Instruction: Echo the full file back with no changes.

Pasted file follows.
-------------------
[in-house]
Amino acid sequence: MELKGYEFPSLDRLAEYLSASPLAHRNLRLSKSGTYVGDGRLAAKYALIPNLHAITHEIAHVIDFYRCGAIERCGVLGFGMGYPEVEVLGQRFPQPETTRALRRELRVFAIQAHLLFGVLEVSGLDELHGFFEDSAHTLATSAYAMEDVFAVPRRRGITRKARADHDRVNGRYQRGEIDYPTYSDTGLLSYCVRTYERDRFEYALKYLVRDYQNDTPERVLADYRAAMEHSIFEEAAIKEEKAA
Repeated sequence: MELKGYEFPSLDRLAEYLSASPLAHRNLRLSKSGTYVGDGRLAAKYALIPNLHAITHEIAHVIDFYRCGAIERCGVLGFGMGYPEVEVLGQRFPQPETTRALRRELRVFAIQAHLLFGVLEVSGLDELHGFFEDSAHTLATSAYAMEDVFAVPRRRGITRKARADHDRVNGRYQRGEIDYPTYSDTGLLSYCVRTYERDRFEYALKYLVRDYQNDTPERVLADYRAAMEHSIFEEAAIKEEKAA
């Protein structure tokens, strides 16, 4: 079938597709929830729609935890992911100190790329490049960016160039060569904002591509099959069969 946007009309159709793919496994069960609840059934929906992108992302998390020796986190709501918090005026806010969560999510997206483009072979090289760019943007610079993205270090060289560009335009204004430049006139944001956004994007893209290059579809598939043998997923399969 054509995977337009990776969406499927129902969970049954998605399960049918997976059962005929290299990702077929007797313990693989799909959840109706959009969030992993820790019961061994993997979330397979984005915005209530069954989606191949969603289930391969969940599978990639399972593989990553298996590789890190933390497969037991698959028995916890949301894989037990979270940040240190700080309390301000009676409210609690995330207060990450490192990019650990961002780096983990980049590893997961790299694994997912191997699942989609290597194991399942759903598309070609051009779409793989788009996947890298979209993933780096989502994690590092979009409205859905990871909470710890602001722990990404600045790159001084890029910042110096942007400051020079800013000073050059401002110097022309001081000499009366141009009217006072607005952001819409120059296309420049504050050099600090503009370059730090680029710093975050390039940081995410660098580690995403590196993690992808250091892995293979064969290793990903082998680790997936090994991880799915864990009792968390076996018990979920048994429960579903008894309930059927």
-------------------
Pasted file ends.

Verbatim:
[in-house]
Amino acid sequence: MELKGYEFPSLDRLAEYLSASPLAHRNLRLSKSGTYVGDGRLAAKYALIPNLHAITHEIAHVIDFYRCGAIERCGVLGFGMGYPEVEVLGQRFPQPETTRALRRELRVFAIQAHLLFGVLEVSGLDELHGFFEDSAHTLATSAYAMEDVFAVPRRRGITRKARADHDRVNGRYQRGEIDYPTYSDTGLLSYCVRTYERDRFEYALKYLVRDYQNDTPERVLADYRAAMEHSIFEEAAIKEEKAA
Repeated sequence: MELKGYEFPSLDRLAEYLSASPLAHRNLRLSKSGTYVGDGRLAAKYALIPNLHAITHEIAHVIDFYRCGAIERCGVLGFGMGYPEVEVLGQRFPQPETTRALRRELRVFAIQAHLLFGVLEVSGLDELHGFFEDSAHTLATSAYAMEDVFAVPRRRGITRKARADHDRVNGRYQRGEIDYPTYSDTGLLSYCVRTYERDRFEYALKYLVRDYQNDTPERVLADYRAAMEHSIFEEAAIKEEKAA
């Protein structure tokens, strides 16, 4: 079938597709929830729609935890992911100190790329490049960016160039060569904002591509099959069969 946007009309159709793919496994069960609840059934929906992108992302998390020796986190709501918090005026806010969560999510997206483009072979090289760019943007610079993205270090060289560009335009204004430049006139944001956004994007893209290059579809598939043998997923399969 054509995977337009990776969406499927129902969970049954998605399960049918997976059962005929290299990702077929007797313990693989799909959840109706959009969030992993820790019961061994993997979330397979984005915005209530069954989606191949969603289930391969969940599978990639399972593989990553298996590789890190933390497969037991698959028995916890949301894989037990979270940040240190700080309390301000009676409210609690995330207060990450490192990019650990961002780096983990980049590893997961790299694994997912191997699942989609290597194991399942759903598309070609051009779409793989788009996947890298979209993933780096989502994690590092979009409205859905990871909470710890602001722990990404600045790159001084890029910042110096942007400051020079800013000073050059401002110097022309001081000499009366141009009217006072607005952001819409120059296309420049504050050099600090503009370059730090680029710093975050390039940081995410660098580690995403590196993690992808250091892995293979064969290793990903082998680790997936090994991880799915864990009792968390076996018990979920048994429960579903008894309930059927």